Somehow I finagled a copy of “The Man Between”, published in the U.K. last year, and loved it. When “The Moroccan Girl” was advertised here, I ordered an advance copy from B&N and ran right down to pick it up the day it arrived. After reading the first line, I realized it was the exact same book! I confess, I was disappointed not to be reading something new so soon after the last book, but my dilemma immediately turned to coming up with a rationalization for keeping both copies. Maybe I’ll order the e-book as well and call it a “set”.

  43. Jack LesCamela

    I love CASABLANCA, and am looking forward to reading THE MOROCCAN GIRL.

  44. Emma Cazabonne

    oh wow, that sounds fascinating. First of all, there are not many recent novels set in Morroco, plus influenced by the greatest movie of all times! Thanks for this chance to win a copy

  45. M Thompson

    Sound like a fascinating read. Thanks for the giveaway

  46. Karen Terry

    Sounds like winner and a good read.

  47. Ian

    A really nice little read. Made me want to watch the film yet again!

  48. Lara Maynard

    Intrigued. I want to read this book – and rewatch Casablanca!

  49. Jeffrey Jarrett

    Casablanca is my favorite film and has been since I was a wee lad. Can’t wait to read this book and revist the locale and hopefully some of the magic!

  50. JULES M.

    sounds intriguing!

  51. Susan Morris

    My all time favorite movie! I’m hoping to see the comparisons in this novel.

  52. Karen Parisot

    Sounds like a great read! It will be interesting to discover all the similarities between the book and the movie.

  53. Darrell Robertson

    Sounds great! Definately adding it to my TBR pile!

  54. Elena

    This book looks amazing and I am excited to read it! Adding to my TBR =)

  55. Penn

    Ooh! This sounds amazing!

  56. spencro

    It’s a dangerous move to evoke a classic film in a different context, but this seems to hold the film at a distance, and use it almost as a cultural reference point. I’m sure this novel will be as smart as the previous books by this accomplished author.

  57. Sue seabolt

    Sounds amazing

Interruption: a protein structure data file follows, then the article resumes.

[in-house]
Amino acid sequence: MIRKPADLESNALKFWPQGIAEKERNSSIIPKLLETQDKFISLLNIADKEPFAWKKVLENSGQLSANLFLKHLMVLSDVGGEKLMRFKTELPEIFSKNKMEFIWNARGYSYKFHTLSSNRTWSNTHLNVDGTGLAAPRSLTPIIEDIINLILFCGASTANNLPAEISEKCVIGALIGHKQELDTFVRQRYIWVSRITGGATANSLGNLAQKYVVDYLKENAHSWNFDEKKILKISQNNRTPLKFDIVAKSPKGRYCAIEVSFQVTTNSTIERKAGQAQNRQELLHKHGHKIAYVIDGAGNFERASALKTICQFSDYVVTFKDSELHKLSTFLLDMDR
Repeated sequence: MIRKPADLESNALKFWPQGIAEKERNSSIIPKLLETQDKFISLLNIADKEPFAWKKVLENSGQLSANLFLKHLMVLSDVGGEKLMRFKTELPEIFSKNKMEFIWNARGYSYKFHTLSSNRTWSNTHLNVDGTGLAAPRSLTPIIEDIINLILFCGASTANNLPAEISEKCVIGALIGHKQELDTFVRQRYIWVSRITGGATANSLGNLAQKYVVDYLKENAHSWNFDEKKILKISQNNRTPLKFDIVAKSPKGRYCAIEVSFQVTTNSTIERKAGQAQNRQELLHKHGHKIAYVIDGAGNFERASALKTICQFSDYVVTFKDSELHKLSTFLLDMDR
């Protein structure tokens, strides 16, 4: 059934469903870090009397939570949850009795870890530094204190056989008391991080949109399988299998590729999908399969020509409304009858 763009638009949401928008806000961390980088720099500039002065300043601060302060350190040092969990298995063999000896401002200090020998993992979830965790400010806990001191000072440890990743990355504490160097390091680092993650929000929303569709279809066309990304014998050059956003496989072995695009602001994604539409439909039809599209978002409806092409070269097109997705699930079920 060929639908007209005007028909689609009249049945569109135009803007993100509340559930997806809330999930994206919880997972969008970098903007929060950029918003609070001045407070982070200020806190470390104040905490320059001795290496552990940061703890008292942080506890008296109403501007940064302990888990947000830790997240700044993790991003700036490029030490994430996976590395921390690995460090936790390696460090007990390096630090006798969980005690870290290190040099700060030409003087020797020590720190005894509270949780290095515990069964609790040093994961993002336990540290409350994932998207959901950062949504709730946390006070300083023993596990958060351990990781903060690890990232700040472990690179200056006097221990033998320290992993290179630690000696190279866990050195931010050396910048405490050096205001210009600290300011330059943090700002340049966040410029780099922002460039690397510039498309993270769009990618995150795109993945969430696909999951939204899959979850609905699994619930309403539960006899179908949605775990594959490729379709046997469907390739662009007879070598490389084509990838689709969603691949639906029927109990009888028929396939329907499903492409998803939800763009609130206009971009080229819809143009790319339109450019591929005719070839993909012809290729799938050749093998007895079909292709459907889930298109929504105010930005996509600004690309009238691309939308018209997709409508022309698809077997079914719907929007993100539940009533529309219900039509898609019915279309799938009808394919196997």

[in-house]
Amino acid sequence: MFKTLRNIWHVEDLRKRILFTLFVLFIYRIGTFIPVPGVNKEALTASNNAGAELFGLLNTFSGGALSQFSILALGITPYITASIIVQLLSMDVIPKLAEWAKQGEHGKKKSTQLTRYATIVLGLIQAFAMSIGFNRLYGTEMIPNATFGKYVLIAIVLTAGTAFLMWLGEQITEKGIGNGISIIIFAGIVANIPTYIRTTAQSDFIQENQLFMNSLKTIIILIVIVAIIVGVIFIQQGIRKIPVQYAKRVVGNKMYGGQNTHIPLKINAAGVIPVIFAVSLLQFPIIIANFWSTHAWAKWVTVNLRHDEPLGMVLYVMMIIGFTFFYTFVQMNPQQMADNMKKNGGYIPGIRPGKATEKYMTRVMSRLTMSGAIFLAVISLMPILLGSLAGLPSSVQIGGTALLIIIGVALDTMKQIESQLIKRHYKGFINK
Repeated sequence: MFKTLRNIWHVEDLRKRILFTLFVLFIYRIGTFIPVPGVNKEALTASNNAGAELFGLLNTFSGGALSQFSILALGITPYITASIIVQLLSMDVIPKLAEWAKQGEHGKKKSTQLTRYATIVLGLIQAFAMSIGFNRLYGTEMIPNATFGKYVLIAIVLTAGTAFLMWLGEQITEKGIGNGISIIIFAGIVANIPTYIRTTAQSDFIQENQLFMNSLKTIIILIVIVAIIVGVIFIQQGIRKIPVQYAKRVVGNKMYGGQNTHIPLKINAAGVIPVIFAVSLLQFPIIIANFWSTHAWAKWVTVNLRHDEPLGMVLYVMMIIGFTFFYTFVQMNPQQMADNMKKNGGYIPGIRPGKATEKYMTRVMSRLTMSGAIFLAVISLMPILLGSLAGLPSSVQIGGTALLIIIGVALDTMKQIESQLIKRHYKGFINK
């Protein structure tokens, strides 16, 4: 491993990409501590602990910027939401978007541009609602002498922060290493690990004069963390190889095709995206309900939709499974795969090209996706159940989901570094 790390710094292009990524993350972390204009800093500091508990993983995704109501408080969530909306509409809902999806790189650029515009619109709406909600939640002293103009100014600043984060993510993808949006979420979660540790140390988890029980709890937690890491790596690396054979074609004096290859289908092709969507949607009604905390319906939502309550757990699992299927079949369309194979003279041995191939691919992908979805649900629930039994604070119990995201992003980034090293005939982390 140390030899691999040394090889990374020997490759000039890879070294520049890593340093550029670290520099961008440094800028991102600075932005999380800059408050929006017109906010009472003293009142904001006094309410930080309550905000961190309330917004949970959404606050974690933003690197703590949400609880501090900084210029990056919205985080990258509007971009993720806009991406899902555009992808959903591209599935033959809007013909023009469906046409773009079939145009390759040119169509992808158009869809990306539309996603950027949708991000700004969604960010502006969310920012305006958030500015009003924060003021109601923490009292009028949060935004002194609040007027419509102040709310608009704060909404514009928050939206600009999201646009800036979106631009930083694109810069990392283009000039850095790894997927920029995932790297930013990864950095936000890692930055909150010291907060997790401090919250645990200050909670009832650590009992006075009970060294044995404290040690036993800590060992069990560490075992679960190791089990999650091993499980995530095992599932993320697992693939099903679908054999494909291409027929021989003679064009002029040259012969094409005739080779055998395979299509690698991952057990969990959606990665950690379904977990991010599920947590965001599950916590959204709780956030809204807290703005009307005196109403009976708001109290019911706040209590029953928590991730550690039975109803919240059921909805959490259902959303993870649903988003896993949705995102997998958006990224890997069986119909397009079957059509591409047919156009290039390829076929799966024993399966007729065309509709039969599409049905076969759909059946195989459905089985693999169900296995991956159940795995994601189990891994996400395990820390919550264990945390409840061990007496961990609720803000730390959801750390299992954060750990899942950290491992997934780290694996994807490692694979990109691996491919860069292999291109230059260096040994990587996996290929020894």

58. Trisa @ Absolute Bookishness

    Sounds fascinating! I’d love a chance to read this! ^_^

  59. camsgrma

    Guess I’ll have to see the movie! Always looking for new authors and experiences to read.

  60. jane

    As a big Casablanca fun, would love to receive this book.

  61. Beth Talmage

    Most people think of Casablanca when they hear “Morocco” but I think of my dad’s stories of his time there during WW2.

  62. Tiffany

    Looks really good

  63. Daniel M

    sounds like a fun one

  64. Lia Simpson

    It’s funny that you’re paying homage and partially creating a contemporary remaking of the film but you have great fear of others revisiting the classic. Have faith 😊 great writers and directors can do great things and might just inspire a new generation. Can’t wait to read it!

  65. Marc Davey

    Sounds intriguing…being inspired by what many consider a classic and very much so, an untouchable, takes one to new places that will capture the writer and the reader…looking forward as always to your stories..

  66. Lawrence H.

    I’m finishing up Thomas Kell #3 and really am enjoying your novels. They seem fairly realistic…no crazy gadgets, just plain old fashioned spycraft. Hope to read more soon!!

  67. Justine Kneipher
  68. Justine Kneipher

    Looking forward to another masterpiece by Charles Cumming. All of his books are excellent

  69. Kirsty Smith

    He captures the allure of being a part of the gilded cage which is the writer’s life remarkably well. His spys are also always relatable every men caught up in unusual situations. This should be a good one!

  70. Joyce Benzing

    Sounds very interesting!

  71. Carlos

    I’ve read ‘A Foreign Country’ and ‘A Colder War,’ and I’m now looking forward to getting a copy of ‘The Moroccan Girl.’

  72. Marissa Ovick

    Really enjoying reading The Moroccan Girl. Also enjoying all of the movie references/homages including Casablanca and The Man Who Knew Too Much. I wonder-are there also some references to the Gene Tierney & Dana Andrews film, Laura? It seems that Kit began falling in love with Lara from a picture. Also, a few other things, but I don’t want to ruin surprises for others. Thoroughly enjoying the book and the richness provided by all of the homages.

  73. SUSAN GANNON

    New author for me would be very good Thanks for the chance

  74. Marcus Gorman

    Looking forward to this newest book–love your contributions to the spy genre and will be excited to read it!

  75. Dianna Young

    Sounds interesting!

  76. temple run

    Oh, great, your article gives me useful information and a fresh perspective on the subject.